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Keywords:

  • Canine chylous effusionl;
  • Chylel;
  • Feline chylous effusionl;
  • Lymphangiographyl;
  • Lymphaticovenous communicationsl;
  • Pleural effusionl;
  • Surgeryl;
  • Surgical intervention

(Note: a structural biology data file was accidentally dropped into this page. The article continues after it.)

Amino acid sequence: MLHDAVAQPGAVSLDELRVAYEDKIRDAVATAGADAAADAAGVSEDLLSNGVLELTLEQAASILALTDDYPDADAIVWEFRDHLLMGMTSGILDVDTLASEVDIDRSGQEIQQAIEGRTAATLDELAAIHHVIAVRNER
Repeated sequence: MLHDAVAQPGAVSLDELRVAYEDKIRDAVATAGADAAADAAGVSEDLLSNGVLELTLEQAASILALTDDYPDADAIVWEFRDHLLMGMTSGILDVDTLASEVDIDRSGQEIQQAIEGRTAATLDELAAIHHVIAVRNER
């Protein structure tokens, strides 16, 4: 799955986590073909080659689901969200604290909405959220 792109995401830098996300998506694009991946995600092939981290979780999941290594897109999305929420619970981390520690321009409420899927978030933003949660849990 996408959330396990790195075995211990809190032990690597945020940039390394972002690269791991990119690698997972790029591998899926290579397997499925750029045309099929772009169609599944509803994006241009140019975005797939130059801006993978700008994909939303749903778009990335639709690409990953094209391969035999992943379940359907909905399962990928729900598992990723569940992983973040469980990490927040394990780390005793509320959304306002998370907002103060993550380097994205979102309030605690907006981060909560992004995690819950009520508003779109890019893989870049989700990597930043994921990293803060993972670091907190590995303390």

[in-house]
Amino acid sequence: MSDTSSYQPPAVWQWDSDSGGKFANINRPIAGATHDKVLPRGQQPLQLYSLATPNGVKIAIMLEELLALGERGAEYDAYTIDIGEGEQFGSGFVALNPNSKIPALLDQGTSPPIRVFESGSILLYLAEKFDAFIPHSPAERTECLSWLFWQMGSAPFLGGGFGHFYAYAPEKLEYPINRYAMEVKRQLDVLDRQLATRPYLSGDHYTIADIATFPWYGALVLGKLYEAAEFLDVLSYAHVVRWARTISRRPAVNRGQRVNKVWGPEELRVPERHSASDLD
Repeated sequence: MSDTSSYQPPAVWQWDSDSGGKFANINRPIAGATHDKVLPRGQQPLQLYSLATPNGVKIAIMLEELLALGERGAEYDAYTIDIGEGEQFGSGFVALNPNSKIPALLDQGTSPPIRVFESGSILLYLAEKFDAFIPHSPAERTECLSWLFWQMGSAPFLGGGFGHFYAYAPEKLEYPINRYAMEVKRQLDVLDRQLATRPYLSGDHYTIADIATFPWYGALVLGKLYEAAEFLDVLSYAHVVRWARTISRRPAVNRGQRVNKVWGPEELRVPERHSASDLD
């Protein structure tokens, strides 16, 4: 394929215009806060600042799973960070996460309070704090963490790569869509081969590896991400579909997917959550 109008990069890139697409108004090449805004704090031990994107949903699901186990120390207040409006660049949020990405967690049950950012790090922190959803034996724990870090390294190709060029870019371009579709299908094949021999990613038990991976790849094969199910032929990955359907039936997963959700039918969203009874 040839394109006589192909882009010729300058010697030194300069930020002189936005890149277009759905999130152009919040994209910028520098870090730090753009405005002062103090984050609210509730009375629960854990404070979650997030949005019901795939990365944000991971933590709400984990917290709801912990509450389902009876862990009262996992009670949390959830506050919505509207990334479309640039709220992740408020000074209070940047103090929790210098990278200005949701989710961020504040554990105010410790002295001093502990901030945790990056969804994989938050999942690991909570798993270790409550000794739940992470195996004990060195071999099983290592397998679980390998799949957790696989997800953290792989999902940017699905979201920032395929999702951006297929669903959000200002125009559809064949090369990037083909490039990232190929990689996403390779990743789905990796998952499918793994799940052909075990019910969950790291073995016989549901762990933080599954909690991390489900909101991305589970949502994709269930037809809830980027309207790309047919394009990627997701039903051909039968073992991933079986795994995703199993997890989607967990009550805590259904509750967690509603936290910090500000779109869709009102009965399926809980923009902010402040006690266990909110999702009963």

Chylothorax is a devastating disease, and the success rates from either medical or surgical management are less than satisfactory. In some animals with chylothorax, a thickening of the pericardium occurs that is associated with chronic irritation induced by chyle. We hypothesized that pericardial thickening would lead to increased right-sided venous pressures and that abnormal venous pressures would act to impede the drainage of chyle via lymphaticovenous communications after thoracic duct (TD) ligation. We also hypothesized that serosanguineous effusions that occurred after TD ligation could effectively be treated or prevented by pericardectomy in affected animals. TD ligation plus pericardectomy was performed in 17 animals, and pericardectomy alone was performed in an additional 3 animals that presented during a 5.5-year period to the Texas A&M University (College Station, TX). Nineteen animals presented for an evaluation of idiopathic chylothorax (9 dogs and 10 cats), and 1 dog presented for serosan-guineous pleural fluid after TD ligation that had been performed elsewhere. Echocardiography was normal in all animals, except for a subjectively thickened pericardium in 7 cats and 6 dogs. Clinical signs of pleural fluid accumulation resolved in 10 of 10 dogs and in 8 of 10 cats after surgery. The overall success rate for the surgical treatment of chylothorax (ie, the resolution of pleural fluid accumulation) in this study was 90% (100% in dogs and 80% in cats). These data suggest that TD ligation in conjunction with pericardectomy has a favorable outcome in animals with idiopathic chylothorax.